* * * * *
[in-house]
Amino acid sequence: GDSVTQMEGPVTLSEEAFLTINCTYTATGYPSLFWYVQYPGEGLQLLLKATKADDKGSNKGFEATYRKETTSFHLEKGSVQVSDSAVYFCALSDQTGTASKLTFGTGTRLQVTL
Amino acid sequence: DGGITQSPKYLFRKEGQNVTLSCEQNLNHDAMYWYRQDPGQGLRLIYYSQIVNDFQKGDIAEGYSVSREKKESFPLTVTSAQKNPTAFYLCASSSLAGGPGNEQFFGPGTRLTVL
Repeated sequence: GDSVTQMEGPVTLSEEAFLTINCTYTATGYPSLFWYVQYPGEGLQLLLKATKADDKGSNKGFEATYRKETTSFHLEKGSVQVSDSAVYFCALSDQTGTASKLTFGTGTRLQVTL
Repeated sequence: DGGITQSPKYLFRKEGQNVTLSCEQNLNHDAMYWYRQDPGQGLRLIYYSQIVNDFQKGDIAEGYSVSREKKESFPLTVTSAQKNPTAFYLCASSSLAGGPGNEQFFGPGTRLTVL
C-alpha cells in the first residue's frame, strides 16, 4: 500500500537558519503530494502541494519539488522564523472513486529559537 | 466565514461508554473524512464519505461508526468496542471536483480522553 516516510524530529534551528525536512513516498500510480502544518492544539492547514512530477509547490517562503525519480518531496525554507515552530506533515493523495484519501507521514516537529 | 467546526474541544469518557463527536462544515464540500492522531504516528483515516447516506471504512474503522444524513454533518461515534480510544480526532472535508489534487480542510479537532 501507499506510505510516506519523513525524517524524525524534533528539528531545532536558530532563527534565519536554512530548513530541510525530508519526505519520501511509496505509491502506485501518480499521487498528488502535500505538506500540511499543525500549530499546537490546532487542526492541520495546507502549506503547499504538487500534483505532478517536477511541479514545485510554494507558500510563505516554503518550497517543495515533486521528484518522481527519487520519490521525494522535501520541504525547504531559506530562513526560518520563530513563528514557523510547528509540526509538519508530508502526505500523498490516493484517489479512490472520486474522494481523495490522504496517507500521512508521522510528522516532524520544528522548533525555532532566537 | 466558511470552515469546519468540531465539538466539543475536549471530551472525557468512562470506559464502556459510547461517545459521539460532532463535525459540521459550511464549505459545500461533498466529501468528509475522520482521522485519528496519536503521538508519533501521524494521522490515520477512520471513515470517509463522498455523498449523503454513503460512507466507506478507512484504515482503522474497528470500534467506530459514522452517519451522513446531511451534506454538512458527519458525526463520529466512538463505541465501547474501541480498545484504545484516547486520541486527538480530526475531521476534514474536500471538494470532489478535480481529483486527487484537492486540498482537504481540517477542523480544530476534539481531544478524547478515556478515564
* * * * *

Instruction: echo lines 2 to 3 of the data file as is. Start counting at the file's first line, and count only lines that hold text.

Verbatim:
Amino acid sequence: GDSVTQMEGPVTLSEEAFLTINCTYTATGYPSLFWYVQYPGEGLQLLLKATKADDKGSNKGFEATYRKETTSFHLEKGSVQVSDSAVYFCALSDQTGTASKLTFGTGTRLQVTL
Amino acid sequence: DGGITQSPKYLFRKEGQNVTLSCEQNLNHDAMYWYRQDPGQGLRLIYYSQIVNDFQKGDIAEGYSVSREKKESFPLTVTSAQKNPTAFYLCASSSLAGGPGNEQFFGPGTRLTVL